# Solve PDE in 2D

Problem How should I go about solving this PDE:

$$\phi_x+\phi_y=x+y-3c$$

Where $\phi = \phi(x,y)$, $c$ is a constant, and $\phi$ is specified on the circle

$$x^2+y^2=1$$

My Attempt to solve it I would like to use the method of characteristics, but then I get stuck because of the given initial condition. In fact, so far I have the characteristics equations

$$\dot{{z}}(s)=x+y-3c$$ $$\dot{{x}}(s)= 1$$ $$\dot{{y}}(s)= 1$$

The last two are easy to solve but then I am not sure how to use the initial condition. If you know of a different/easier method to solve this PDE, feel free to let me know, thanks!

• Your "initial condition" doesn't say anything about $\phi$. Perhaps you mean that $\phi(x,y)$ is specified on the circle $x^2 + y^2 = 1$? – Robert Israel Dec 3 '13 at 5:18
• oh yeah, sorry! I meant that $\phi$ is specified on the circle $x^2+y^2=1$. – johnsteck Dec 3 '13 at 5:23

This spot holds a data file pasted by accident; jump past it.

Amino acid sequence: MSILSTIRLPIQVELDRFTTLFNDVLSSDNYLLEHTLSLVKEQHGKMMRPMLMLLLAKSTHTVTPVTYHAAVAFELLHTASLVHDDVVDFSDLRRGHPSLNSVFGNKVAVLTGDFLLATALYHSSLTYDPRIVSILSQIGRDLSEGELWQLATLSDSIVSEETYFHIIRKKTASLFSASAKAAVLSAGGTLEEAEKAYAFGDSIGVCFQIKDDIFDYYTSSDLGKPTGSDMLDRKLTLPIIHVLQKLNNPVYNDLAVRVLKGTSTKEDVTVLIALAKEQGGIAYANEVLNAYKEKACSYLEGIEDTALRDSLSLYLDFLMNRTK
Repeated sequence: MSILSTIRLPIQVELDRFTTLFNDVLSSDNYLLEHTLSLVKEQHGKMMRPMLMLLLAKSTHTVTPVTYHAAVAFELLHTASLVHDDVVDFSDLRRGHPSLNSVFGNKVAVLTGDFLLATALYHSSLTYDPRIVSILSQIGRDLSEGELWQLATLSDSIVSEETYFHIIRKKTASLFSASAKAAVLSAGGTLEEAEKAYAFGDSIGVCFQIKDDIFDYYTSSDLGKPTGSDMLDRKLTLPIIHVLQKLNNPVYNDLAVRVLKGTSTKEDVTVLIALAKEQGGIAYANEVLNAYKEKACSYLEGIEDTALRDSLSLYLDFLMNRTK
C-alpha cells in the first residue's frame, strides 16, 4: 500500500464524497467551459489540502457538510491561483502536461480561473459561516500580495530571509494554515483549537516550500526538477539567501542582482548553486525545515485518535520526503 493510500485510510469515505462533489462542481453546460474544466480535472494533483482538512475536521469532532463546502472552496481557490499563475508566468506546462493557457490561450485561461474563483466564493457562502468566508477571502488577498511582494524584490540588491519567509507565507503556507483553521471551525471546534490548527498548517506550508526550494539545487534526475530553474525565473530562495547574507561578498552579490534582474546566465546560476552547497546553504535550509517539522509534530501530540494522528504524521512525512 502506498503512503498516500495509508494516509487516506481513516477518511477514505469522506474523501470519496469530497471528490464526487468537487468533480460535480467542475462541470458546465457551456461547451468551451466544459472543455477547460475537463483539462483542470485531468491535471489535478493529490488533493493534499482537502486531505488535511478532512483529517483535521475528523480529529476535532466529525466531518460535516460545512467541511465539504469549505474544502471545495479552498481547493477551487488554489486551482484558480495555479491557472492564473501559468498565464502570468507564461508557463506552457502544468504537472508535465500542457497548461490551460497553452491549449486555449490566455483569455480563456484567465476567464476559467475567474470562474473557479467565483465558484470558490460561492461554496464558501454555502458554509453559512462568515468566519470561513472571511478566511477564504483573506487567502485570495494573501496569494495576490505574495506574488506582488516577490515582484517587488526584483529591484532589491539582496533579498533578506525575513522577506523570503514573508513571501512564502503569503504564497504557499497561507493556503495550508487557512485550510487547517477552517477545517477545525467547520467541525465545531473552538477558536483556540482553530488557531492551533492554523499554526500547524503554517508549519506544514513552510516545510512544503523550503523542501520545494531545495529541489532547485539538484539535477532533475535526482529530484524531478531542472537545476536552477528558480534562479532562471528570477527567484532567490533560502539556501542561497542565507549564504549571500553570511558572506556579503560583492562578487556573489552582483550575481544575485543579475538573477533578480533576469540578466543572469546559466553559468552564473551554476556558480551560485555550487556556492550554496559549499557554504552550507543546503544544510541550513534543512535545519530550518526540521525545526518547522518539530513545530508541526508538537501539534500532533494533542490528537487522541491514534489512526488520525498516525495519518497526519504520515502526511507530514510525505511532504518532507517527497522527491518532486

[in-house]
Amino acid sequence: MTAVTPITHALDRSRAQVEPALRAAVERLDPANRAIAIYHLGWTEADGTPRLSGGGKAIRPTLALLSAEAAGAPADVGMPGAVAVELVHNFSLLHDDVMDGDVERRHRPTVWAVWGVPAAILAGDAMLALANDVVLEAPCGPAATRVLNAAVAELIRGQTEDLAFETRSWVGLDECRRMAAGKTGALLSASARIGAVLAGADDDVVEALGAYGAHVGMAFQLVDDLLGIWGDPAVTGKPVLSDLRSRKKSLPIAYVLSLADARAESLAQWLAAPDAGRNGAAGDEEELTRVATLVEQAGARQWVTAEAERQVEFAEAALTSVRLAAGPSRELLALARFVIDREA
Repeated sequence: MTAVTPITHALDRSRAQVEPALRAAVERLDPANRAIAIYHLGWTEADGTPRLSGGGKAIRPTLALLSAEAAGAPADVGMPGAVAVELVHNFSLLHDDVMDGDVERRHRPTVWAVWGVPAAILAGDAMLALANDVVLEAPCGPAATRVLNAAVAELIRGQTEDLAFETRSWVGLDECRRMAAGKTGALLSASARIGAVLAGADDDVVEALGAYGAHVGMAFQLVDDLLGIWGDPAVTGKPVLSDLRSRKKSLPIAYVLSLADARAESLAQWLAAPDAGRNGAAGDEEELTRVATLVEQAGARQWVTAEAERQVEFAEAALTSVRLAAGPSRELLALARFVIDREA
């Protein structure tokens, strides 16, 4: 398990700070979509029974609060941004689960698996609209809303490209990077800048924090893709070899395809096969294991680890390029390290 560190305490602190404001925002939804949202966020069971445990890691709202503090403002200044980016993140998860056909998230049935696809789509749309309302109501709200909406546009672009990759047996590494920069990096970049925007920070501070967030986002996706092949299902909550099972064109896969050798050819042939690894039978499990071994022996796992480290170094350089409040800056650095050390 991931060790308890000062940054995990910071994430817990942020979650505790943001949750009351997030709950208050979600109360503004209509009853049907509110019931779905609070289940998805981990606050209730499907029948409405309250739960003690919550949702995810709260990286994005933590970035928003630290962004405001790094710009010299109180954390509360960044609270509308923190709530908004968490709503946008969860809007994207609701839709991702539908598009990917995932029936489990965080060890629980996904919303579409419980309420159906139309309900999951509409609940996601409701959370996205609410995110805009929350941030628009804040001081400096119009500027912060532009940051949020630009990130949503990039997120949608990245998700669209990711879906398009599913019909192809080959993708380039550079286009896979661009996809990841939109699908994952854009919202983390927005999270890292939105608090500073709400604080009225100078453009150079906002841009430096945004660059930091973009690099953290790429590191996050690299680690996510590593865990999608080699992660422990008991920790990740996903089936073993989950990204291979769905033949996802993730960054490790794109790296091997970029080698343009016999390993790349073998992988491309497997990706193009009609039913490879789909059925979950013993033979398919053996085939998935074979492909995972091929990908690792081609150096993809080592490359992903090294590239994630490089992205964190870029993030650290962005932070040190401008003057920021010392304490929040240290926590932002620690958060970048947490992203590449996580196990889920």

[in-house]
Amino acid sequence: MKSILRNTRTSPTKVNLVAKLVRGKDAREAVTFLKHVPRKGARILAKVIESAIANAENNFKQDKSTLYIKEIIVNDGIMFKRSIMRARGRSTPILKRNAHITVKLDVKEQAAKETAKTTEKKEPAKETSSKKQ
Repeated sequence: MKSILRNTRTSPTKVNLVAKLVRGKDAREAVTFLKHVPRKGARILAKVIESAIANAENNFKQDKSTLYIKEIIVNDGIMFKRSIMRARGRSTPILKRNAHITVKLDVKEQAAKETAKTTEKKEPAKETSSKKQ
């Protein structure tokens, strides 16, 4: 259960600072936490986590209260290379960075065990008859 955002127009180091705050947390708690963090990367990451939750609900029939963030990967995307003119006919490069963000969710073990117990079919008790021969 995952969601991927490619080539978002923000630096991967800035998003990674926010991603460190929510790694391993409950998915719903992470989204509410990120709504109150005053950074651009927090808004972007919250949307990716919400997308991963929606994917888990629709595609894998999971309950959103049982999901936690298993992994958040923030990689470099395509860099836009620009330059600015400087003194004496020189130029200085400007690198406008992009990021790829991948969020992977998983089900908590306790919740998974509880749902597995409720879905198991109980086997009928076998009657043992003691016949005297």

• – Mhenni Benghorbal Dec 3 '13 at 5:46

As you say, the characteristic equations are $\dot{z} = x + y - 3 c$, $\dot{x} = 1$, $\dot{y} = 1$. So the characteristic curves are $x = x_0 + s$, $y = y_0 + s$, i.e. $x - y = \text{constant}$. But there's a problem with specifying the initial conditions on the circle $x^2 + y^2 = 1$: the characteristic curves through most points either don't intersect the circle at all (so the initial condition doesn't determine $\phi$ there) or intersect it in two points (so the initial conditions might not be consistent).
This problem can also be solved by a substitution: $$x = s+t,\;\;\; y = s-t,\;\;\; \psi(s,t)=\phi(s+t,s-t).$$ Then $$\psi_{s} = \phi_{x}+\phi_{y} = x+y-3c = 2s-3c$$ Then there is a function $d(t)$ such that $$\psi = s^{2}-3cs+d(t).$$ The function $d$ is determined from $\psi(s,t)$, which is assumed to be known on $1=x^{2}+y^{2}=2s^{2}+2t^{2}$.